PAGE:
Considered one of the least of W.C. Fields' films, this little more than an hour long morality tale directed by Erle C. Kenton (Island of Lost Souls)--an almost Rohmerish parable about snobbery--was a pleasant surprise discovery on the W. C. Fields Comedy Collection Vol. 2. This movie balances The Great Man with a sort of fairy godmother, an unhappy princess on the American tour. It could lure in female fans in who might be repelled by a real Fields day like The Bank Dick or Never Give a Sucker an Even Break. The Booze Movie blog, run by a 100-proof fan of Fields, mentions this film slightingly, pointing out that it was based on a short story published in the woman's magazine Redbook, and has Redbook's own lack of edge. (Incidentally, it's a nigh-shot for shot remake of an earlier silent version, the Gregory La Cava movie So's Your Old Man.)
The movie was out of circulation for some time; William K. Everson wrote that it was "a major disaster" that the public couldn't see it, in his 1972 book The Art of W.C. Fields. True, You're Telling Me! lacks in the written-by-pink-elephants whimsy of Fields at his most extreme. And yet there's an emotional center here that won't repel the harder-core fan of Fields, who was certainly the grandfather of Homer Simpson. Fields plays a gauche but intrepid drunkard named Sam Bisbee, in search of that million dollar payoff that'll bring him well-deserved leisure for life. It's his passing friendship with a female stranger on a train that makes it happen.
At his workshop/office/tavern, Bisbee demonstrates this miracle of vulcanization to his drinking buddies--it's powerful enough to turn a bullet. He spins it home to show the skeptical wife. This is another essential Fields scene, a portly, none-too-sober man trying to keep up with the tire rolling down the street; the shot, tracked by camera-mounted automobile, takes in some vintage 1930s Pasadena behind him, as he weaves in and out of the sidewalk, knocking passers-by off their feet.
When he arrives, his wife is in mid reception with the highly snooty Mrs. Murchinson (Kathleen Howard), mother of Bob, who has come to break of the liaison between her illustrious family and the common Bisbees. Mrs. Bisbee has calmed the society lady with photos of her own distinguished relatives, including a picture of herself as a baby in the lap of her grandfather, a Civil War general.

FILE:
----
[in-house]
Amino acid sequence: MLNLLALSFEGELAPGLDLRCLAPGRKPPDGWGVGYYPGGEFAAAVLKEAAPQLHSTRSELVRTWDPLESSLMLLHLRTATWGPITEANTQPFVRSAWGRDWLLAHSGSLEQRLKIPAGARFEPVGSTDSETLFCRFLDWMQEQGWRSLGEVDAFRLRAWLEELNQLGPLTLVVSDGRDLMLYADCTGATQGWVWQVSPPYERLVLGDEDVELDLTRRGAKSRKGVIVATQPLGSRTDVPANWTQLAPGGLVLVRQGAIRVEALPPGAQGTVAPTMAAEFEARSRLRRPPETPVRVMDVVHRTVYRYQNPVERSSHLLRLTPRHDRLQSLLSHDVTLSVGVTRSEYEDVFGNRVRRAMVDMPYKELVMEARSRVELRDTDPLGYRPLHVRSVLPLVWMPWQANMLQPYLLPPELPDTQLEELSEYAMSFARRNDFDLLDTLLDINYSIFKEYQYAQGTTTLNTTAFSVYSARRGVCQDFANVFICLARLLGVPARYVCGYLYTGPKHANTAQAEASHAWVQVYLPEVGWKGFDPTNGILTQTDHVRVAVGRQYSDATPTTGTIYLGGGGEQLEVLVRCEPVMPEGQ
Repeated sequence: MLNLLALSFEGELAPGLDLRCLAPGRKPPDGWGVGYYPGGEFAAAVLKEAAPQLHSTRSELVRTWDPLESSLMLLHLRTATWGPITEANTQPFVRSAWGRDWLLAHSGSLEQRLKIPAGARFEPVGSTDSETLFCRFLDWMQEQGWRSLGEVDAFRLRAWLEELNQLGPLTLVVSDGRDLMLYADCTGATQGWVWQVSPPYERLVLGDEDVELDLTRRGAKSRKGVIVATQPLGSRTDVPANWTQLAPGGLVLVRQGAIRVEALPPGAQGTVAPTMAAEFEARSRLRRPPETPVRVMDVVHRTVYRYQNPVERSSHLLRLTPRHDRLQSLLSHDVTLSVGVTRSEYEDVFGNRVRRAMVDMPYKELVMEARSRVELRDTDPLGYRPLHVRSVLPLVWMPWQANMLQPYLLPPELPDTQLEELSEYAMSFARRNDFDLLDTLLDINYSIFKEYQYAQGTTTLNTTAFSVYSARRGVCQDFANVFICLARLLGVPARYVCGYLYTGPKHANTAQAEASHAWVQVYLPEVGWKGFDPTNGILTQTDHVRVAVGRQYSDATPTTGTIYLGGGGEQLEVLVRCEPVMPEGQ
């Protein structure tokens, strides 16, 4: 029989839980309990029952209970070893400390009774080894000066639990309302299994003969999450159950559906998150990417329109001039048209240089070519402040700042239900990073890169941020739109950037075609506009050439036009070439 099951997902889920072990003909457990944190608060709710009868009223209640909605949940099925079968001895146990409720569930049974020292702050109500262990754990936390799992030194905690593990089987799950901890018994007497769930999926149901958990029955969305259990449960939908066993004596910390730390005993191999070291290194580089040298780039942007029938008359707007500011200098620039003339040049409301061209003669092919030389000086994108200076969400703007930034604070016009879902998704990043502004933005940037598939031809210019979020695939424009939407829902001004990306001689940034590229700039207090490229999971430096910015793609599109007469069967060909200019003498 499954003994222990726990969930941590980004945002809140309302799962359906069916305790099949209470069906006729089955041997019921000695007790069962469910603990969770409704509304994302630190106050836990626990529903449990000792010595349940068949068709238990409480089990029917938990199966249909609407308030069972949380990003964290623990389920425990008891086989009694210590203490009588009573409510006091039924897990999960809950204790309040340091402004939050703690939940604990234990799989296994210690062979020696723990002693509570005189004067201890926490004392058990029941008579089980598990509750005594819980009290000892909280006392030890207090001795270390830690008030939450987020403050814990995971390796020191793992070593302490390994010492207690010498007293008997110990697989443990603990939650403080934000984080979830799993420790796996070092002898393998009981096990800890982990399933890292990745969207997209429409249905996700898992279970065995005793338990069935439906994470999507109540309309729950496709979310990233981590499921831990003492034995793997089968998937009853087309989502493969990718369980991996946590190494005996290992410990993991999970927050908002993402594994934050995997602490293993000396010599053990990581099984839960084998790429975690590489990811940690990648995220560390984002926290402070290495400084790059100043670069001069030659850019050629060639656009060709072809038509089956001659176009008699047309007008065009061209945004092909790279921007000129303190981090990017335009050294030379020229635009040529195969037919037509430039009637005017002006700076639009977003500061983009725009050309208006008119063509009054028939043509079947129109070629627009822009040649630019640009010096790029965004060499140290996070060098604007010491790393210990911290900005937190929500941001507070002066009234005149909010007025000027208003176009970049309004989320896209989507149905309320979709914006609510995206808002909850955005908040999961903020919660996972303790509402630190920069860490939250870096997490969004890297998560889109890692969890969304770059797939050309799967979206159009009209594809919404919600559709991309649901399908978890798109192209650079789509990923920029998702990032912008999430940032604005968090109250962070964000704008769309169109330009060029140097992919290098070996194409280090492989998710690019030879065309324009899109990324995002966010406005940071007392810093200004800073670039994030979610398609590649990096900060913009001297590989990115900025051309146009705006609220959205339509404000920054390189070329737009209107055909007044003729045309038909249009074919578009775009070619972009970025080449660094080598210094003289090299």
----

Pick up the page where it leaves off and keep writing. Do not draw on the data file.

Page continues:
In comes Mr. Bisbee, offering the society dame the grubby hand that's been rolling the tire. Naturally, he wants to show some photos from his own side of the family. They're jailbirds, prizefighters ( "Real down to earth people. Speak our language..."_) and a burlesque babe. "Aunt Minnie, an angel of mercy if ever there was one, and there was...stayed up all night taking care of the boys, night after night..." Then he demonstrates the tattoo on his arm, which does the hula when he flexes his muscle.
"Is that a relative, too?," the old dragon sniffs.
"Noooo, just a girl I met in the New Hebrides..."
After Mrs. Murchinson storms out, Bisbee receives good news in a letter: a tire company wants to see his miracle invention.This demonstration goes south, and Bisbee considers suicide by drinking iodine on the train back home. But in a nearby railroad car, the Princess Lescaboura (Adrienne Ames) has just cut her finger during a manicure and is reaching for the iodine herself. Moved by the presence of what he thinks is a fellow suicide, Bisbee engages her in talk: "It's a funny old life. Man's lucky if he gets out of it alive."
As royalty in light comedies always will, Lescaboura poses as a commoner, so she can have a chat with someone authentic. Bisbee is so engrossed in talk that he misses his train stop. Gossiping biddies at the station see him through the windows of the train talking with a strange woman, and tell the whole town about it. But the Princess decides to come back for a visit, and she becomes the aim of every social climber in Crystal Springs...though it's the disreputable Bisbee whom she decides to grace with her royal self.
The finale, ten minutes of Field's "golf course" bit--is the part that draws the Fieldsians, who duly point out that this a routine that made Fields' fame in vaudeville. As staged here it looks as static as any recreation of a famous stage bit. It is famous--I wish I had a dollar for every time I saw a plaster statue of Fields staring quizzically at a corkscrew-shaped golf club, a bit of kitsch that was in every adult's private bar when I was a kid. Somehow this routine is not as funny as it once was, and Kenton's previously mobile camera slows down to a stop for it.
What surprises here, then, is Fields' rapport with the actress Ames who plays Lescaboura. Dead at 39 from cancer, Ames had one of those supposed candle in the wind lives that turn out to be more like a Kleig light under a palmy breeze. And what's between them isn't like the muted lechery that lightened up his scenes with Mae West ("What symmetrical digits!," he says, kissing her hand in My Little Chickadee). There's something shy and courtly in Fields here Great comics have auras of solitude, which is why we love them; we see something in them that reflects our own lonlieness, our sense of being outsiders. In Fields' truculent glare, we see the face we'd love to show the world--to everyone who forces to get out of bed and go to work, or who gets between us and our next meal. On the train scenes though, Fields's suspicions drop. He finds a kind of companionship with someone smart enough to know what trouble it is to live. And that's the soul of this quick, smooth, good-looking and little known comedy.